Currently the Neutron API is powerful in providing an abstraction to provide a logical network.  However, there is one drawback - it is very network-centric and user has to be very knowledgeable in networking.  The API may be a set of powerful API for network engineer but it may be too much for an application developer or operator to handle.

According to the OpenStack Documentation, Group-base Policy is to provide a intent-driven declarative policy model that presents simplified application-oriented interfaces to the user.

Application-oriented - Does this sound familiar?  For me I immediately think of the Cisco version of SDN (Software Defined Network) - Application Centric Infrastructure (ACI).  Of course, the APIC driver is part of Neutron's ML2 mechanism module.  ACI by itself is a big topic to be discussed.  I will most likely look into this in the near future as part of my quest to the cloud related technology.  When I look into this subject of Group-based Policy, I find the most informative information comes from Cisco's blog and/or white paper.  I think Cisco contribute to this Group-based policy feature and is driving the advancement of this feature as well.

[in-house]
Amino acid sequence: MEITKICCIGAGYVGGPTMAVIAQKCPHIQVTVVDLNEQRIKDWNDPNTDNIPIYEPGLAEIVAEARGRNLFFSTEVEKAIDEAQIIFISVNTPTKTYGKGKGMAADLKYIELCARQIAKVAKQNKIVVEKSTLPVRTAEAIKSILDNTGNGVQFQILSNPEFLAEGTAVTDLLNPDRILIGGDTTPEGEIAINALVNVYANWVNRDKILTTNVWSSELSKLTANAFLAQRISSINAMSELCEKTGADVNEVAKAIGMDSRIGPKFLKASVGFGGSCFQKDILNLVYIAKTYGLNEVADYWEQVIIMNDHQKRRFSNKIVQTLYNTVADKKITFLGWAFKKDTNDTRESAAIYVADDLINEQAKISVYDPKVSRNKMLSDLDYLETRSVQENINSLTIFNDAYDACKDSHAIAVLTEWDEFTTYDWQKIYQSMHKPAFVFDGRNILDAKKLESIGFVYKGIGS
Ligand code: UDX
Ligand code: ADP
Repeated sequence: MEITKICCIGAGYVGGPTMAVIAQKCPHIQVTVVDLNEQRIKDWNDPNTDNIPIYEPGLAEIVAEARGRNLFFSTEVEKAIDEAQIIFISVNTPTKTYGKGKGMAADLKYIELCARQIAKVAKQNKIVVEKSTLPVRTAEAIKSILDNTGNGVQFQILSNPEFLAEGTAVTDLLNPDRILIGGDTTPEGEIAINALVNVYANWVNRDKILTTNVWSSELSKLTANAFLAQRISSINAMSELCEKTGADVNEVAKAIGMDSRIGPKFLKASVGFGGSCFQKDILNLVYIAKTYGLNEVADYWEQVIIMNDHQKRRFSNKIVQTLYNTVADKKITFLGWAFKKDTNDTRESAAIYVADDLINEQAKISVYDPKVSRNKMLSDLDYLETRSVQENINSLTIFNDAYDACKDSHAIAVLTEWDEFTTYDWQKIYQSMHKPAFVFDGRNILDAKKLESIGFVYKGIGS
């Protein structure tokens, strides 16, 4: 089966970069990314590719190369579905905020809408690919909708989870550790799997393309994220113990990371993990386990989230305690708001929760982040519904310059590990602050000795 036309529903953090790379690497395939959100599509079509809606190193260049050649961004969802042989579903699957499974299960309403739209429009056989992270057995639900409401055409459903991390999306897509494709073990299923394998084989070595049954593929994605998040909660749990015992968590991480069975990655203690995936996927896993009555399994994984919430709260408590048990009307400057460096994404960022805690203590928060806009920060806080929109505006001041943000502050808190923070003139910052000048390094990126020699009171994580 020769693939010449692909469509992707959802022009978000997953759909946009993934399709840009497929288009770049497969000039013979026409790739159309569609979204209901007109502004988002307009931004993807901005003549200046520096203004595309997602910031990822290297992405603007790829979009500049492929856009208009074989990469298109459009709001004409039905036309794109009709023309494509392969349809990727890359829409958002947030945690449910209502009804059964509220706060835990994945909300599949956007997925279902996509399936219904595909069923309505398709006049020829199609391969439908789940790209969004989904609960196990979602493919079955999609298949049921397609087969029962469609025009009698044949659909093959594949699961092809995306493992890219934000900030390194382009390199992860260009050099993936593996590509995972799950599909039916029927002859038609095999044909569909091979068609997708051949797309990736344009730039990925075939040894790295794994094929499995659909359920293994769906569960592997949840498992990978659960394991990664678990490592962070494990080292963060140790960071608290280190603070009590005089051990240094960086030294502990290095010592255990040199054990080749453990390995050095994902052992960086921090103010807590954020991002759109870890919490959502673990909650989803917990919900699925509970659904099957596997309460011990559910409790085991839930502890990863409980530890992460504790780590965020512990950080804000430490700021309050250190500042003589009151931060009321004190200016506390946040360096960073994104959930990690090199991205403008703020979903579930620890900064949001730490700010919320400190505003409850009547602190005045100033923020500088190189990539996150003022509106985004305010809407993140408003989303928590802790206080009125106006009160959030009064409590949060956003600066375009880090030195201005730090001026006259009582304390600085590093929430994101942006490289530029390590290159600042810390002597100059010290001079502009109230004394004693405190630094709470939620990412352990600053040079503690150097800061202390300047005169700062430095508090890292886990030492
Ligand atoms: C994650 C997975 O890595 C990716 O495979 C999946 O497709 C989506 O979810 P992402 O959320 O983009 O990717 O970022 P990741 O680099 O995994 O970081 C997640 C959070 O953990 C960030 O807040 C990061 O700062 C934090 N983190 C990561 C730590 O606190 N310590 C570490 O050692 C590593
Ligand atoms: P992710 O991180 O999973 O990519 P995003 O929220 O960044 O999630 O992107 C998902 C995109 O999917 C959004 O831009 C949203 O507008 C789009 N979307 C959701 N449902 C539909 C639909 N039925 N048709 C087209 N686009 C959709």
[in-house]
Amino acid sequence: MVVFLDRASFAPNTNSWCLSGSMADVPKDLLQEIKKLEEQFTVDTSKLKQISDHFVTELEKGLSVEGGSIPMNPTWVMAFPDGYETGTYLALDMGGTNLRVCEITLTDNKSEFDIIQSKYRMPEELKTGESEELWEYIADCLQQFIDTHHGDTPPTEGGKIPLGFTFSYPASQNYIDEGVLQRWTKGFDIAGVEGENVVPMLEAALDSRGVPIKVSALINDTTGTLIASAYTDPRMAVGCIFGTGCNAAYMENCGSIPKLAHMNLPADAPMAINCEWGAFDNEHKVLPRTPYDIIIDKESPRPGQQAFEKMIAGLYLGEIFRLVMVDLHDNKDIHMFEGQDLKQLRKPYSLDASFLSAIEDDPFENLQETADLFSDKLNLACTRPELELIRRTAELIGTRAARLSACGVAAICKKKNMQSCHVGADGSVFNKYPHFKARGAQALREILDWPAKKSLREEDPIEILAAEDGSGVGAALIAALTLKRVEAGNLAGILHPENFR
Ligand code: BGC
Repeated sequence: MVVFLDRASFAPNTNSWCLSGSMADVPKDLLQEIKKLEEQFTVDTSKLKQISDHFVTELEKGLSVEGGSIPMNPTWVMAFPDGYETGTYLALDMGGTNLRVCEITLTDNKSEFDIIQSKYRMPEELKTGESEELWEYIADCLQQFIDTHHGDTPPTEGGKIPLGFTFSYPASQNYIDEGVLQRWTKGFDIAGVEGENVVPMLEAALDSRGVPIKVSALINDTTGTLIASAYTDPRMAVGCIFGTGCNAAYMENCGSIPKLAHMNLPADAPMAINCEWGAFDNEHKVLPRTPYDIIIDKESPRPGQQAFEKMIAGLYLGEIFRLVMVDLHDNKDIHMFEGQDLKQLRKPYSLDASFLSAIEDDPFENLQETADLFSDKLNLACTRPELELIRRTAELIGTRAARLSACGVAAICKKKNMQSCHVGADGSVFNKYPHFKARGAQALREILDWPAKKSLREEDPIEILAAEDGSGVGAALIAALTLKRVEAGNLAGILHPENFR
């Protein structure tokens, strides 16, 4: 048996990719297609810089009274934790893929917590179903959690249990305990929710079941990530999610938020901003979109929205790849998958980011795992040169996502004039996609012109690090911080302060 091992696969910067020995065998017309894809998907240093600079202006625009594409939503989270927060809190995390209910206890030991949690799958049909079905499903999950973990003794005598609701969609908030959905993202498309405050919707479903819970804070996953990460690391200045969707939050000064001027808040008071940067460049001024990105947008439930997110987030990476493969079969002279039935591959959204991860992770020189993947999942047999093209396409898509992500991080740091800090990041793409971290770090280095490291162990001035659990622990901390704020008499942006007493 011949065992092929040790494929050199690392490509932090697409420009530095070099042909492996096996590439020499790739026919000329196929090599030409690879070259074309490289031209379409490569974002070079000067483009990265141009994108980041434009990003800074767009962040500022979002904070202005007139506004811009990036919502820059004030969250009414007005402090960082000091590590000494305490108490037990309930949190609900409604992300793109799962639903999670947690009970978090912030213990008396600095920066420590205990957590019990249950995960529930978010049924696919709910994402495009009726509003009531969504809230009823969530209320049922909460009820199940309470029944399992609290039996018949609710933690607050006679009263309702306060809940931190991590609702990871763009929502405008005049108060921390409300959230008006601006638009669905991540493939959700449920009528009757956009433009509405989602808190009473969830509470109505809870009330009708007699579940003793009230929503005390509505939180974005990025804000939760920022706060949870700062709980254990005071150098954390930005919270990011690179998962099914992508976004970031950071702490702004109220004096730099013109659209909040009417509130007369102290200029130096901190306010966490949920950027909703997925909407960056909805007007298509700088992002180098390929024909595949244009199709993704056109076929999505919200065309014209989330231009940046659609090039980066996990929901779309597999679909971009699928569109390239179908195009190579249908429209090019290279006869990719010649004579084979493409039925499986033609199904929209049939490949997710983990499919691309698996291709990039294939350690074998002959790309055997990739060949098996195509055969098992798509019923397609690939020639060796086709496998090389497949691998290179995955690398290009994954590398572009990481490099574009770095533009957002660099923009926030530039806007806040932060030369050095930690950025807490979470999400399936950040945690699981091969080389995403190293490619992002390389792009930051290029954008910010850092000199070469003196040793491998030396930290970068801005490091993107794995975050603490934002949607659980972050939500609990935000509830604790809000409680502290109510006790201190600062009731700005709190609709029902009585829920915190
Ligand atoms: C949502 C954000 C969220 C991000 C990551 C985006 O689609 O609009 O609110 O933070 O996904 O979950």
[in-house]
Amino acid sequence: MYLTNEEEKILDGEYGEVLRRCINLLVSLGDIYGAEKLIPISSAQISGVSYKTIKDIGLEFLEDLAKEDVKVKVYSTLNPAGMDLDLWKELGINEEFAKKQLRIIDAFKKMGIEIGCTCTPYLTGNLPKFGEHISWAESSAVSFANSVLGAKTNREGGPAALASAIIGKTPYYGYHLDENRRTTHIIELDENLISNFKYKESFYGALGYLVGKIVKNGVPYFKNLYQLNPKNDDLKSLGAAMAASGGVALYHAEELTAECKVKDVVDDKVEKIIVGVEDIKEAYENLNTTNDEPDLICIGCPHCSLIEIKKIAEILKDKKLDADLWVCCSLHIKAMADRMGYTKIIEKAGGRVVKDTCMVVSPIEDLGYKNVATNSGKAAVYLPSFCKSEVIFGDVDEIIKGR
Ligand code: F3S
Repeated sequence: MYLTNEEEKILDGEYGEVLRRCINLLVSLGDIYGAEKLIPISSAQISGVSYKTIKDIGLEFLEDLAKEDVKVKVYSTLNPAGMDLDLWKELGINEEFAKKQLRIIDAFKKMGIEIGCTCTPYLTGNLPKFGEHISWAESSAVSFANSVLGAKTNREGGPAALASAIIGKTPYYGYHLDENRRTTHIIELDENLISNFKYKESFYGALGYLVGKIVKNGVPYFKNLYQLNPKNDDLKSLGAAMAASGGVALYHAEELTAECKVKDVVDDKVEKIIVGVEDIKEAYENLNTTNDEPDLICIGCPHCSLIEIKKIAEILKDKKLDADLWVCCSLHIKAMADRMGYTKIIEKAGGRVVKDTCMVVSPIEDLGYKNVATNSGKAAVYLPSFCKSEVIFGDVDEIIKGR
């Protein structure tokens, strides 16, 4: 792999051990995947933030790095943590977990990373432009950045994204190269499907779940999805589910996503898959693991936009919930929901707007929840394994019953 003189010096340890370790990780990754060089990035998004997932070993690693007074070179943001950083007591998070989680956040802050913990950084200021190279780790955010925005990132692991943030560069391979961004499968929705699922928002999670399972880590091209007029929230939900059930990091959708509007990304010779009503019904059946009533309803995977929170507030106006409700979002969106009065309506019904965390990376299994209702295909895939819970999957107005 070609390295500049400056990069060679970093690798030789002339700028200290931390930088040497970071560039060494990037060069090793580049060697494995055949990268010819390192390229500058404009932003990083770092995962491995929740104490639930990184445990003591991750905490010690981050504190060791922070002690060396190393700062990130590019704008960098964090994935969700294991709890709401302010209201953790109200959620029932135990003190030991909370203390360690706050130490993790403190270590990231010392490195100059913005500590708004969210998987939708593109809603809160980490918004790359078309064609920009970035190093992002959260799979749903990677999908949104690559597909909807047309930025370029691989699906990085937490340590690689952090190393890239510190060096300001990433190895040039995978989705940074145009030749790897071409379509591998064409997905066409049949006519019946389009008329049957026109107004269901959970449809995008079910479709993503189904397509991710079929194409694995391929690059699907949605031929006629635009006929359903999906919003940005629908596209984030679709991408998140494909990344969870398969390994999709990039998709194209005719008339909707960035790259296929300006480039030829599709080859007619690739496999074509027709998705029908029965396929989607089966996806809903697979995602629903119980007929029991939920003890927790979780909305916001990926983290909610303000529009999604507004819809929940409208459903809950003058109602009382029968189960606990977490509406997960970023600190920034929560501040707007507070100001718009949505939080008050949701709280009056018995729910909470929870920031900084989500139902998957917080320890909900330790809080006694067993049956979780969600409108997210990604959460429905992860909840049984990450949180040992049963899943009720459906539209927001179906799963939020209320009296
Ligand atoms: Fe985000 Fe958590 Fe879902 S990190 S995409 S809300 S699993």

While I think even Cisco is driving the advancement and acceptance of Group-based Policy, it has it value and is not a feature that is pushed by a vendor for their sole benefits in this case Cisco and ACI.

Group-based Policy Architecture


image source: http://www.cisco.com/c/dam/en/us/solutions/collateral/data-center-virtualization/application-centric-infrastructure/white-paper-c11-733126.doc/_jcr_content/renditions/white-paper-c11-733126_0.jpg
I found that this Cisco white paper is a very good description of the Group-base Policy's architecture.  There are 4 main concepts that are essential to Group-based Policy: